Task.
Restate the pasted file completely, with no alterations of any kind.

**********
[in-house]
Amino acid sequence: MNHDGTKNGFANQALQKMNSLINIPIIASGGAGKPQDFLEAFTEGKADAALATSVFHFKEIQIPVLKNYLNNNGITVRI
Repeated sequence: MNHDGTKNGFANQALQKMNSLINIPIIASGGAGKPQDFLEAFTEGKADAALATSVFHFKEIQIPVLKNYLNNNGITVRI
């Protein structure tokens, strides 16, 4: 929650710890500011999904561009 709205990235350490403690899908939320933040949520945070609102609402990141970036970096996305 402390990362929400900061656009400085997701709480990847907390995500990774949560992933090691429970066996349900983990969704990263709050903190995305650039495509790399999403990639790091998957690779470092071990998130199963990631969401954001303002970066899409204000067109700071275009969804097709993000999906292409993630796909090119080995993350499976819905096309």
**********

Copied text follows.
[in-house]
Amino acid sequence: MNHDGTKNGFANQALQKMNSLINIPIIASGGAGKPQDFLEAFTEGKADAALATSVFHFKEIQIPVLKNYLNNNGITVRI
Repeated sequence: MNHDGTKNGFANQALQKMNSLINIPIIASGGAGKPQDFLEAFTEGKADAALATSVFHFKEIQIPVLKNYLNNNGITVRI
């Protein structure tokens, strides 16, 4: 929650710890500011999904561009 709205990235350490403690899908939320933040949520945070609102609402990141970036970096996305 402390990362929400900061656009400085997701709480990847907390995500990774949560992933090691429970066996349900983990969704990263709050903190995305650039495509790399999403990639790091998957690779470092071990998130199963990631969401954001303002970066899409204000067109700071275009969804097709993000999906292409993630796909090119080995993350499976819905096309």